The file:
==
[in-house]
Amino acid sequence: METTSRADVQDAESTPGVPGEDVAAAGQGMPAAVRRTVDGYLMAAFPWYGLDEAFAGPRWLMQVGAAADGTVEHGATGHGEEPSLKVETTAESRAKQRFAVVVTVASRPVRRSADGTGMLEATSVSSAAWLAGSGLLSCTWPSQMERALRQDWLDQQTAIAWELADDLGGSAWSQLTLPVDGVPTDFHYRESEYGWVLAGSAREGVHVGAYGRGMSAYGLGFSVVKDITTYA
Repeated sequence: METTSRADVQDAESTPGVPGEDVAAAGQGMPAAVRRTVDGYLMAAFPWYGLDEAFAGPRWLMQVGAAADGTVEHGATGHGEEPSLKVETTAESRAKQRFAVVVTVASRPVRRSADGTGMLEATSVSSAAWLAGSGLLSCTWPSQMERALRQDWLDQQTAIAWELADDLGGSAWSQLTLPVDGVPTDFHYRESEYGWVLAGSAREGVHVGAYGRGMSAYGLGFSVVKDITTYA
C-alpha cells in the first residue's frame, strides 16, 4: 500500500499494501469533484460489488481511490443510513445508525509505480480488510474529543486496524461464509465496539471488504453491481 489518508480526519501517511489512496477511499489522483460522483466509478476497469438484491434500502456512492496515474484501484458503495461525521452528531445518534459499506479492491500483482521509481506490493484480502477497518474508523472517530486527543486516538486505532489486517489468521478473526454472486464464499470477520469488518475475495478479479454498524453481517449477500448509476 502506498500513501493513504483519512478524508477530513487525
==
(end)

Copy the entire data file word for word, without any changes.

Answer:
[in-house]
Amino acid sequence: METTSRADVQDAESTPGVPGEDVAAAGQGMPAAVRRTVDGYLMAAFPWYGLDEAFAGPRWLMQVGAAADGTVEHGATGHGEEPSLKVETTAESRAKQRFAVVVTVASRPVRRSADGTGMLEATSVSSAAWLAGSGLLSCTWPSQMERALRQDWLDQQTAIAWELADDLGGSAWSQLTLPVDGVPTDFHYRESEYGWVLAGSAREGVHVGAYGRGMSAYGLGFSVVKDITTYA
Repeated sequence: METTSRADVQDAESTPGVPGEDVAAAGQGMPAAVRRTVDGYLMAAFPWYGLDEAFAGPRWLMQVGAAADGTVEHGATGHGEEPSLKVETTAESRAKQRFAVVVTVASRPVRRSADGTGMLEATSVSSAAWLAGSGLLSCTWPSQMERALRQDWLDQQTAIAWELADDLGGSAWSQLTLPVDGVPTDFHYRESEYGWVLAGSAREGVHVGAYGRGMSAYGLGFSVVKDITTYA
C-alpha cells in the first residue's frame, strides 16, 4: 500500500499494501469533484460489488481511490443510513445508525509505480480488510474529543486496524461464509465496539471488504453491481 489518508480526519501517511489512496477511499489522483460522483466509478476497469438484491434500502456512492496515474484501484458503495461525521452528531445518534459499506479492491500483482521509481506490493484480502477497518474508523472517530486527543486516538486505532489486517489468521478473526454472486464464499470477520469488518475475495478479479454498524453481517449477500448509476 502506498500513501493513504483519512478524508477530513487525